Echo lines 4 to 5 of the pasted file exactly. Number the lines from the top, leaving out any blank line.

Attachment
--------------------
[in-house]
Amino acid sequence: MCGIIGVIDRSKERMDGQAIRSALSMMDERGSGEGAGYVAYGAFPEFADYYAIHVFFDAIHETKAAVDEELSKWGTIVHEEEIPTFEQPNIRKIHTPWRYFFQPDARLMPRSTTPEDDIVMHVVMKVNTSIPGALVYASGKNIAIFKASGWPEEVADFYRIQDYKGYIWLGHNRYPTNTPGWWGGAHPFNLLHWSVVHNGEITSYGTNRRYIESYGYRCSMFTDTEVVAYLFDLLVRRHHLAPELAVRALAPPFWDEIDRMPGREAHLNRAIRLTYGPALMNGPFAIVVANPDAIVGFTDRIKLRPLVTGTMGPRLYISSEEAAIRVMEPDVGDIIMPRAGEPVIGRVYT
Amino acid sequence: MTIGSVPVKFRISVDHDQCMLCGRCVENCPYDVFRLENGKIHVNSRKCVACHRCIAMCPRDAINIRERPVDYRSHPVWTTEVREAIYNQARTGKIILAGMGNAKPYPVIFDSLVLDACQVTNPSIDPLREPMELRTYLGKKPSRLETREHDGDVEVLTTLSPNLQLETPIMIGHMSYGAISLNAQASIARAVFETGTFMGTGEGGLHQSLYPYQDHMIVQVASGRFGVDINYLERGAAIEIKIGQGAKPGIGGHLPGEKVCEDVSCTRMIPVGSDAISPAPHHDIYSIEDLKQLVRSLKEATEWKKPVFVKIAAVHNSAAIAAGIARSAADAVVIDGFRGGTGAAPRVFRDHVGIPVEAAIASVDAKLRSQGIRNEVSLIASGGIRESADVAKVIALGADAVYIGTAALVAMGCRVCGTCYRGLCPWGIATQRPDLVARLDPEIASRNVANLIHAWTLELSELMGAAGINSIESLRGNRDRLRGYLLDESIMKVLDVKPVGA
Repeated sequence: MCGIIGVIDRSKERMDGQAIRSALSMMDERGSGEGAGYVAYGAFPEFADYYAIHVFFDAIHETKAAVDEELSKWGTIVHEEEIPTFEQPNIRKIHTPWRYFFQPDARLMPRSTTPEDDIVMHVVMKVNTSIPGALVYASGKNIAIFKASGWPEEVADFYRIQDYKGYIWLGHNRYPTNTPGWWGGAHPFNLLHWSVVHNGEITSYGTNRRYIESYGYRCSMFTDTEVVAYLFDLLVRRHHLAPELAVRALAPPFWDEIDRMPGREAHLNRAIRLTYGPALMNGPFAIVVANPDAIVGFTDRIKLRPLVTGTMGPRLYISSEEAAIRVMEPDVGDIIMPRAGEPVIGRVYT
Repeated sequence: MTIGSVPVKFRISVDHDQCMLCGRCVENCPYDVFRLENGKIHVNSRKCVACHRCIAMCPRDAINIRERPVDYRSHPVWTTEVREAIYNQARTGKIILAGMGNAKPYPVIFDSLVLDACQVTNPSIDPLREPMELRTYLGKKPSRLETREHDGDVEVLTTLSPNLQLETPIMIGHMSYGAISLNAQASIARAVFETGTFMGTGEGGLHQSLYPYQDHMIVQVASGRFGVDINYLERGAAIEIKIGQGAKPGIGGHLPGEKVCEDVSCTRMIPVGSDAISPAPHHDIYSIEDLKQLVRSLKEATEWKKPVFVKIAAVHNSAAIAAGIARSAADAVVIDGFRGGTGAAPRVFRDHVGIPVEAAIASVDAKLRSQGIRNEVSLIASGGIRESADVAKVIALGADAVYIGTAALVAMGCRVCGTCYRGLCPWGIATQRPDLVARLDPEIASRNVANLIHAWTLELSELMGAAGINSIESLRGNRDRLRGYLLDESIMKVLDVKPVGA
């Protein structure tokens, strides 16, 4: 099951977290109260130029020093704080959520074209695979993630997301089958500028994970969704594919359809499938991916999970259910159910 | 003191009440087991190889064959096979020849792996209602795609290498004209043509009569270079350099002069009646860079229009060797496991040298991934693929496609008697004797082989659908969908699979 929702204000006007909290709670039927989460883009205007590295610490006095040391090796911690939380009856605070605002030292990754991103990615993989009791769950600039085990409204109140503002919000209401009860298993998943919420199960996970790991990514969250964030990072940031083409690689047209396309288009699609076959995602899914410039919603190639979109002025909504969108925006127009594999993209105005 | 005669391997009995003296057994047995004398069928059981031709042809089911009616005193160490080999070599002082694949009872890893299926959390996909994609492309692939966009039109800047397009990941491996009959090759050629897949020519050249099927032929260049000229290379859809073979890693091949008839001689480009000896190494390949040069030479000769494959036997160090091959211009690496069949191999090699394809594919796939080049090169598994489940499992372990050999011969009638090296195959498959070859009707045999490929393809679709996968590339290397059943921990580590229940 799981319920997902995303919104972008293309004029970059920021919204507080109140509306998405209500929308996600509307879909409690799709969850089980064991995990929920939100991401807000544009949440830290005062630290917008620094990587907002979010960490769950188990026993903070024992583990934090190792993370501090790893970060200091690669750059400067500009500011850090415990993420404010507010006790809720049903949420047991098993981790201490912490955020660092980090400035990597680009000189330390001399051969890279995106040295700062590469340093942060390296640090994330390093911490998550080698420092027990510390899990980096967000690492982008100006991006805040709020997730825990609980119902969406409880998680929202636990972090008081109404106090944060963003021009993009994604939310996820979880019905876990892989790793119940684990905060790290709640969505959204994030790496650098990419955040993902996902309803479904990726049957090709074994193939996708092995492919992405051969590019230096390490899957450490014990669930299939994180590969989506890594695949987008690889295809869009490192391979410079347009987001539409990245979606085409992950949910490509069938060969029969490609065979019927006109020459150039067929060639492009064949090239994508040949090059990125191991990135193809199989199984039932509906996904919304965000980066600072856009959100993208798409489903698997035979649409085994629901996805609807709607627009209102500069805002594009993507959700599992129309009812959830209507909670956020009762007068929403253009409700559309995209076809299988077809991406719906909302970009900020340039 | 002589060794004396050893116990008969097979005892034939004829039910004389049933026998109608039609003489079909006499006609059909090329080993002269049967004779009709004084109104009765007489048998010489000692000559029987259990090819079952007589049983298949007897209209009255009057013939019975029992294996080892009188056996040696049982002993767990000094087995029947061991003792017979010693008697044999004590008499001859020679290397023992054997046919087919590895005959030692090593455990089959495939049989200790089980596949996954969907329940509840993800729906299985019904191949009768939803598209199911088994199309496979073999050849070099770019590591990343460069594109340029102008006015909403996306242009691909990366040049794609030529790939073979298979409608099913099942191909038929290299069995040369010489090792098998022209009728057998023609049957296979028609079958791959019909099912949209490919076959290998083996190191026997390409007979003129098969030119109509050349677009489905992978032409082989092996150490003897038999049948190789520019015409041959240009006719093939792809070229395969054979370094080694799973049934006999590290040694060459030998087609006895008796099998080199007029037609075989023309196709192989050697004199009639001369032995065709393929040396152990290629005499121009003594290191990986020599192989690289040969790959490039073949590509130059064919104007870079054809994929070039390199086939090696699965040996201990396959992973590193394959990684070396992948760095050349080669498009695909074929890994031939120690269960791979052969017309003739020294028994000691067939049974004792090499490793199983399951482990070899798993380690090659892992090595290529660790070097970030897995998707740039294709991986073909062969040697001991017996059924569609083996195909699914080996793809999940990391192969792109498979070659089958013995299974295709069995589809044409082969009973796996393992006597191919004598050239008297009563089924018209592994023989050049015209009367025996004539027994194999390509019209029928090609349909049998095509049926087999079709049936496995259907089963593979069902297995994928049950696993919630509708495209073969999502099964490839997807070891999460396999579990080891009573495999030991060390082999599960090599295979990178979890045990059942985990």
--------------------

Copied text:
Repeated sequence: MCGIIGVIDRSKERMDGQAIRSALSMMDERGSGEGAGYVAYGAFPEFADYYAIHVFFDAIHETKAAVDEELSKWGTIVHEEEIPTFEQPNIRKIHTPWRYFFQPDARLMPRSTTPEDDIVMHVVMKVNTSIPGALVYASGKNIAIFKASGWPEEVADFYRIQDYKGYIWLGHNRYPTNTPGWWGGAHPFNLLHWSVVHNGEITSYGTNRRYIESYGYRCSMFTDTEVVAYLFDLLVRRHHLAPELAVRALAPPFWDEIDRMPGREAHLNRAIRLTYGPALMNGPFAIVVANPDAIVGFTDRIKLRPLVTGTMGPRLYISSEEAAIRVMEPDVGDIIMPRAGEPVIGRVYT
Repeated sequence: MTIGSVPVKFRISVDHDQCMLCGRCVENCPYDVFRLENGKIHVNSRKCVACHRCIAMCPRDAINIRERPVDYRSHPVWTTEVREAIYNQARTGKIILAGMGNAKPYPVIFDSLVLDACQVTNPSIDPLREPMELRTYLGKKPSRLETREHDGDVEVLTTLSPNLQLETPIMIGHMSYGAISLNAQASIARAVFETGTFMGTGEGGLHQSLYPYQDHMIVQVASGRFGVDINYLERGAAIEIKIGQGAKPGIGGHLPGEKVCEDVSCTRMIPVGSDAISPAPHHDIYSIEDLKQLVRSLKEATEWKKPVFVKIAAVHNSAAIAAGIARSAADAVVIDGFRGGTGAAPRVFRDHVGIPVEAAIASVDAKLRSQGIRNEVSLIASGGIRESADVAKVIALGADAVYIGTAALVAMGCRVCGTCYRGLCPWGIATQRPDLVARLDPEIASRNVANLIHAWTLELSELMGAAGINSIESLRGNRDRLRGYLLDESIMKVLDVKPVGA